Textbook Notes (280,000)
CA (170,000)
U of G (10,000)
FRHD (1,000)
FRHD 3400 (100)
Chapter 3

FRHD 3400 Chapter Notes - Chapter 3: Eye Contact, American Middle Class, The Counselor


Department
Family Relations and Human Development
Course Code
FRHD 3400
Professor
Carol Anne Hendry
Chapter
3

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Chapter 3: Attending Behaviour and Empathy
Attending Behaviour: The Foundation Skill of Listening
o Attending behaviour, which is essential to an empathic relationship, is defined as
supporting your client with individually and culturally appropriate verbal following,
visuals, vocal quality, and body language
o Listening is the central skill of attending behaviour and is core to developing a
relationship and making real contact with our clients
o Listening is more than hearing and seeing
Attending Behaviour: The Skills of Listening
o Attending behaviour will have predictable results in client conversation
When we use each of the microskills, you can anticipate how the client is likely
to respond, but these predictions are never 100% perfect
If your first attempt at listening is not received, you can intentionally flex and
change the focus of your attention or try another approach to show that you are
hearing the client
o Attention is the connective force of conversations and of empathic understanding
We are deeply touched when it is present and usually know when someone is
not attending to us
Attending and observation are the places to start for effective listening
o Attending behaviour is the first and most critical skill of listening, as it is a necessary part
of demystifying all counseling and psychotherapy
o To communicate that you are indeed listening or attending to the client, you need to
follo three V’s + B
Visual/eye contact: look at people when you speak to them
Vocal qualities: communicate warmth and interest in your voice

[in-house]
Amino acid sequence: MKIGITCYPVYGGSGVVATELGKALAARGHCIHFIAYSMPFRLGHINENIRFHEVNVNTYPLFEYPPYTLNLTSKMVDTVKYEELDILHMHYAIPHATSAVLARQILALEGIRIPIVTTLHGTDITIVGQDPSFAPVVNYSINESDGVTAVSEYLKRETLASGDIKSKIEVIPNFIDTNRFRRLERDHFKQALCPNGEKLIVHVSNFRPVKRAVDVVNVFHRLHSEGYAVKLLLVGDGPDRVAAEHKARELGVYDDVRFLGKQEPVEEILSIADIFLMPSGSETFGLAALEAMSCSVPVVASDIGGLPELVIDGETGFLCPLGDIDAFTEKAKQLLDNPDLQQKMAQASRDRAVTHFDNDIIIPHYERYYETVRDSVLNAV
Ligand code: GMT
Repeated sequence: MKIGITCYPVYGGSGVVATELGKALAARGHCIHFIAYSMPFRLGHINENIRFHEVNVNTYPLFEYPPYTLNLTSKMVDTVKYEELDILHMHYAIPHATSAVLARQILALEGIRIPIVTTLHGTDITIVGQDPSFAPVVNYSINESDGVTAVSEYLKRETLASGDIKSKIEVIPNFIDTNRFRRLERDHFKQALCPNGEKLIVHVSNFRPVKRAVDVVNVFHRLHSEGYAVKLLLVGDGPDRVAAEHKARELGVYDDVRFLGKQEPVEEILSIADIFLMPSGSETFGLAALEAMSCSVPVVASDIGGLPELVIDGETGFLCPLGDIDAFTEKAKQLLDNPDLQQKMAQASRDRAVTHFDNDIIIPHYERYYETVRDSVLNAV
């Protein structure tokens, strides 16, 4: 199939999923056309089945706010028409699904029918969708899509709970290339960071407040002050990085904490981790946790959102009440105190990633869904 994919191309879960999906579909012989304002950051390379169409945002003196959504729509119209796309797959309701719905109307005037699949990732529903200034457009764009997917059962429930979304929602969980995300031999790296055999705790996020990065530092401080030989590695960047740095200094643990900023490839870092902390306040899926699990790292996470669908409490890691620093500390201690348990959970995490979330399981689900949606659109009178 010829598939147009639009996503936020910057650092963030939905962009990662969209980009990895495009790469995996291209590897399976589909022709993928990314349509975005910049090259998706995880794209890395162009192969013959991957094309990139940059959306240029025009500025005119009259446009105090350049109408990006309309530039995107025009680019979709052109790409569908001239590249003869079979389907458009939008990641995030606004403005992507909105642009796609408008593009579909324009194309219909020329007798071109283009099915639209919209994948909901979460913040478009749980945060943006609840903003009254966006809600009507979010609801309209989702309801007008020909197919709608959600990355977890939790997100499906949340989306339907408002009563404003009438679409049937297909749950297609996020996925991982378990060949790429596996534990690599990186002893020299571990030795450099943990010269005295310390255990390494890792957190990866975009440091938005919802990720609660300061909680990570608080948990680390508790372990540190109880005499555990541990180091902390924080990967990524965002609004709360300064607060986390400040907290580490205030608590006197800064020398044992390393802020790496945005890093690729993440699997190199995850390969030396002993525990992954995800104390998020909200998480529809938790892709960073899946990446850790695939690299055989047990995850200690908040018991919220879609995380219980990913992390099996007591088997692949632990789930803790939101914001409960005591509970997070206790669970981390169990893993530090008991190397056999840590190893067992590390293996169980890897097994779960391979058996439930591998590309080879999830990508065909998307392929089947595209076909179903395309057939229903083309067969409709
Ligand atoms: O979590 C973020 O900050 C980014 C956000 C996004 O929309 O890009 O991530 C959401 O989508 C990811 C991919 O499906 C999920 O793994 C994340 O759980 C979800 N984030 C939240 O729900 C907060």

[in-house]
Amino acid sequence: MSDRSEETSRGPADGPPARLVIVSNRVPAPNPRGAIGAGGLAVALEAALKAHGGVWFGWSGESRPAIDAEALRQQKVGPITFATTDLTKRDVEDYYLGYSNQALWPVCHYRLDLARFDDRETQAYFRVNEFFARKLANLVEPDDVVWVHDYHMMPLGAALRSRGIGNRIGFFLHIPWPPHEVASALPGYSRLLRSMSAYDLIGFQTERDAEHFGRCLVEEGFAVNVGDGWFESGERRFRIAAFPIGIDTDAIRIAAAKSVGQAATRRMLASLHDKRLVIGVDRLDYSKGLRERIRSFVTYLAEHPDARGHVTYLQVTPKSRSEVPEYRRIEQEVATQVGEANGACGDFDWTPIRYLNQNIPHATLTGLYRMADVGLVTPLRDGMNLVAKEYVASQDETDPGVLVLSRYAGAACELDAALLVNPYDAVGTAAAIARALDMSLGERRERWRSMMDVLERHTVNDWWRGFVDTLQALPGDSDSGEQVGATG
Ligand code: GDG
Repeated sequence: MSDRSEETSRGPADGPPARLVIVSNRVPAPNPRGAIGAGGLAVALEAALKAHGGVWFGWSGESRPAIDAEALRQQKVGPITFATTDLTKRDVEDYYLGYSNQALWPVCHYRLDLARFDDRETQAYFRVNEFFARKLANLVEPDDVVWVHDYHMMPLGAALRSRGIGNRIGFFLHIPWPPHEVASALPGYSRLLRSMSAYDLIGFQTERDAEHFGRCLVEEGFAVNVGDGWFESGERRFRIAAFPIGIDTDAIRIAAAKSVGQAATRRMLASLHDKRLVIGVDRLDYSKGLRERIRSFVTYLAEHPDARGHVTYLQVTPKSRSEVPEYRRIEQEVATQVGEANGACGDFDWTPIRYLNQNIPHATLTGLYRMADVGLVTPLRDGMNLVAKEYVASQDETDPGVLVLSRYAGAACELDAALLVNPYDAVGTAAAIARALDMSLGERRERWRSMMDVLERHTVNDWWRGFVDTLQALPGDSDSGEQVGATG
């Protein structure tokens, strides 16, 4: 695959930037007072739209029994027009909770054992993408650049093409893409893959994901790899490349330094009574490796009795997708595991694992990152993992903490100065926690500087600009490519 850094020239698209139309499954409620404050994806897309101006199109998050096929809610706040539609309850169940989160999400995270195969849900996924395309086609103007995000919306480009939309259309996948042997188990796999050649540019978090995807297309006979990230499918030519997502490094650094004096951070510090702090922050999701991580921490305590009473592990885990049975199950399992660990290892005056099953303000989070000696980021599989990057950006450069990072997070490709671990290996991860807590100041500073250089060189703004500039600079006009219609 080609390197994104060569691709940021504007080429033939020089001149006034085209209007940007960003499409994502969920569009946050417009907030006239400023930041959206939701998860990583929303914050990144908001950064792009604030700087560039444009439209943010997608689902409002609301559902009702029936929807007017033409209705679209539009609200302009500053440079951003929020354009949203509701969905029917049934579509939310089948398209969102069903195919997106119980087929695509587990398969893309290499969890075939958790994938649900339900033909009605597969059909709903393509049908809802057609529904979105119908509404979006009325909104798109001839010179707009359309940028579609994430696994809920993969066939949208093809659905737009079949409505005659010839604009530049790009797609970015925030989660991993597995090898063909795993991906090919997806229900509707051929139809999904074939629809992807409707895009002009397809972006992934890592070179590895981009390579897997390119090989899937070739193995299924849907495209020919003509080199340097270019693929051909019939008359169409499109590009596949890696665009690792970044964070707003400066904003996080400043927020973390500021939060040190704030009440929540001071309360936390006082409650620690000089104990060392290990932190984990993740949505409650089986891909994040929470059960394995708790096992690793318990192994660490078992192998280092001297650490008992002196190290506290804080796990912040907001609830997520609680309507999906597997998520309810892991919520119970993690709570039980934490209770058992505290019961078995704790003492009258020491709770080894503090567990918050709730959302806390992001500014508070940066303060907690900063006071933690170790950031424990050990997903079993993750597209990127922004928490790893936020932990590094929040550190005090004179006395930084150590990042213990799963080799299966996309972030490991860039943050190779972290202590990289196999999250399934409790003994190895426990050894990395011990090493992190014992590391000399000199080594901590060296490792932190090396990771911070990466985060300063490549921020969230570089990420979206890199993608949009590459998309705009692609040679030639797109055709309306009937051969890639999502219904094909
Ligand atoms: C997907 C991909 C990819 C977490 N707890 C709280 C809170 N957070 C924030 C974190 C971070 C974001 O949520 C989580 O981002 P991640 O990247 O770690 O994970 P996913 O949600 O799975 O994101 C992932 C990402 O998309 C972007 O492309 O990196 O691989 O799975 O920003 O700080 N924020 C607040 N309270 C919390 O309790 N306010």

Veral trakig: Trak the liet’s stor
Body language: be yourself authenticity is essential to building trust.
Face clients squarely, lean slightly forward with an expressive face, and
use encouraging gestures, and smile.
o As ou liste to our liets, ou ill e ale to osere the liets’ eral ad o-
verbal behaviour
Note their eye contact, their changing vocal tone, their body language, and
topics to which your clients attend and those that they avoid
o These attending behaviour concepts were first introduced to the helping field by Ivey,
Normingtom, Miller, Morrill, and Haase (1968)
Although there are cultural variances of this
Inuit sitting beside clients is more effective than direct eye contact
Attending Behaviour in Action: Getting Specific About Listening and Individual and Multicultural
Difference in Style
o Listen before you leap!
A oo tede of egier ouselors is trig to sole the liet’s
difficulties in the first 5 minutes
SLOW DOWN and listen
Visual/Eye Contact
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o Clients often tend to look away when thinking carefully or discussing topics that
particularly distress them
o Eye contact relates to comfortability
o Cultural differences in eye contact abound
Direct eye contact is considered a sign of interest in North American middle-
class culture.
Maintain eye contact while listening and less while talking.
When client is uncomfortable, try not to make too much eye contact
African Americans: opposite; look less when listening and look more when
talking
Some traditional native and Latin groups think eye contact from the young is a
sign of disrespect
Some cultural groups, like native American, Inuit and Aboriginal Australian
generally avoid eye contact all together
People with disabilities represent a group that receives insufficient attention.
Eye contact varies, as we have to be careful not to label them
Vocal Qualities: Tone and Speech Rate
o Your voice is an instrument that communicates much of the feeling you have about